In Her Time of Dying: Grief and Other Things

It’s a brand new year, according to my calendar. It’s hard to believe that 2011 is over and 2012 has begun.

I commented on Twitter on New Year’s Eve (when I was a little intoxicated) how tired I was of saying so many sad and negative things. Of FEELING so many sad and negative things. Everyone responds pretty much the same way: “don’t apologize! We’re here for you!” which is awesome, but I still hate feeling so much sadness. And it’s like I can’t rein it in; I have to share it and vocalize it, and that drives me nuts. I’ve never been one to mope and groan and vent my woes to the world. I try to keep it to myself, because I just am not a big believer on sharing my negativity and misery with the world. But this feels different. It’s like I have this overwhelming urge to tell every person I meet the pain I’m in, the things I’ve seen. I don’t actually do that, of course, but I still have the urge when someone asks me how I’m doing to just blurt out the events of the past week and a half while they stand there, uncomfortable and blinking.

I was watching a preview for the movie The Descendants, which looks good but at the same time, had me rolling my eyes. I guess in the movie a mother gets into an accident that leaves her comatose, leaving her two children and husband having to make decisions about turning off her life support. I watched the preview of the movie, complete with its touchy feel-y scenes with tears and emotional soundtrack. Hugs, and running across the beach, and emotional revelations and whatnot. All I could think was, “that’s not how it is. That’s not how loss, and making those decisions feels. There is no soundtrack to accompany you, no warm fuzzy moments of family togetherness and bonding. It’s just death, and heartbreak. It doesn’t look like that.”

It’s odd to have had the experience where I know what real death looks like. I wasn’t there at the end, but I was there in the last half hour. Real death is terrifying, unsettling, and something I wonder if I’ll ever get out of my head.

Hi, my name is Natalie and I’m here to be a total downer on your day. Ugh. Sorry.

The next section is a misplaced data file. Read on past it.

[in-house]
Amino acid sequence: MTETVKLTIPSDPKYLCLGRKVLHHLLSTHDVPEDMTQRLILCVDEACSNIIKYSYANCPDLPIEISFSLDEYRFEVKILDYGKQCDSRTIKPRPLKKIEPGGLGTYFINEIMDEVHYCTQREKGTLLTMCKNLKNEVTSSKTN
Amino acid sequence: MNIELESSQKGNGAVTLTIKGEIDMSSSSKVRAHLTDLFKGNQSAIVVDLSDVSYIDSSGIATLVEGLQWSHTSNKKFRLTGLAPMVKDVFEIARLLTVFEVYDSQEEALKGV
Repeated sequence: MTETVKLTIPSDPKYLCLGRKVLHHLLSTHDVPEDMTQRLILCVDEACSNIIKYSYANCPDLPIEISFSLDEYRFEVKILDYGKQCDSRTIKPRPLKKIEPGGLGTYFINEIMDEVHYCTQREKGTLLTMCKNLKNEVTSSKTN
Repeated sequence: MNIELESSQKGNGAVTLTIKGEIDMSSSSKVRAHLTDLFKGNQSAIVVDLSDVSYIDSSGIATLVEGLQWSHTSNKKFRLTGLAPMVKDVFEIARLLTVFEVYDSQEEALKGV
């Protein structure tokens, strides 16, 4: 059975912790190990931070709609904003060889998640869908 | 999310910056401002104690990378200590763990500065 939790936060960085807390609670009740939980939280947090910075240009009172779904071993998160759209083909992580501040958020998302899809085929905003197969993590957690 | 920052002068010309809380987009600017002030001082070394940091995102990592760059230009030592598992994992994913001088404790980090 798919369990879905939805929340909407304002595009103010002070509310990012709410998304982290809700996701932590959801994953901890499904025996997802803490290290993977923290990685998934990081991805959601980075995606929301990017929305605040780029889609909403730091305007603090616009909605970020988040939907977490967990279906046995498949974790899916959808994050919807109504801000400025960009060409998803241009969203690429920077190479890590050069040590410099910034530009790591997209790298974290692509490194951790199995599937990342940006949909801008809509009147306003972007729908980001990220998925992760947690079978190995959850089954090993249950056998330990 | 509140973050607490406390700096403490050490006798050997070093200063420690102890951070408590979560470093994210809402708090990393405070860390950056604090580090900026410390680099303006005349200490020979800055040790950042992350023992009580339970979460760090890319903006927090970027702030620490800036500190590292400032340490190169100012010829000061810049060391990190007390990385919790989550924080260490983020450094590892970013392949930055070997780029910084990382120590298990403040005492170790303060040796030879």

I got really drunk on New Year’s Eve. It felt similar to when my due date came with the first baby and I got crazy-drunk and cried all night. Except unlike the due date incident, there was no feeling of relief with this one. When I got that drunk on green bean’s due date, when I awoke the next morning there was a feeling that I was okay, that I had begun healing. That something lodged in my heart had been dug out; and that I was beginning to get better. There was no feeling of that this time. The grief is still with me, lurking behind good days and moments, waiting to slink out from the shadows and wrap itself around me.

I went back and read my mom’s old LiveJournal entries from years ago and it made me so sad. She was so unhappy and (sorry, mom) crazy. I kept reading entry after entry and shaking my head. Her mental illness is splashed all over the words of those digital pages. I felt such immense pity and sadness for her it was overwhelming. At the end of her life, she was a physical mess. She only had half her fingers. She had lymph-edema in her legs. Many of her teeth were cracked and missing. Her skin was jaundiced. I saw a photo of her as a baby; maybe one year old or so and it made me sob. She was just like any healthy baby; smiling, chubby, whole. I wanted to reach into that picture and protect that child from all of the heartache, pain, and sorrow that she was going to have to endure in her short life.

I had a really good day on Saturday with Josh and Nellie. It was gorgeous outside. We took a long walk downtown and I actually felt good. Josh asked me how I was doing that day and I told him honestly: I feel okay. Fine, almost. I asked him if that was weird, seeing as how it had only been three days since mom’s death. He told me of course not; that’s the funny thing about grief. It does that lurking thing. Some days you will be consumed by it, unable to think of anything else. Other days you will feel as though nothing happened.

Oh, grief. U so crazy.

I’m working today, though I’m not sure for how long. As long as I feel up to it, I guess. I never thought I’d be in a place where just working seemed like an insurmountable effort. I can’t even explain the feeling, but the thought of doing mundane things and answering e-mails and questions feels so hard.

I’m calling the grief counselor tomorrow. I’m ready to work through this shit.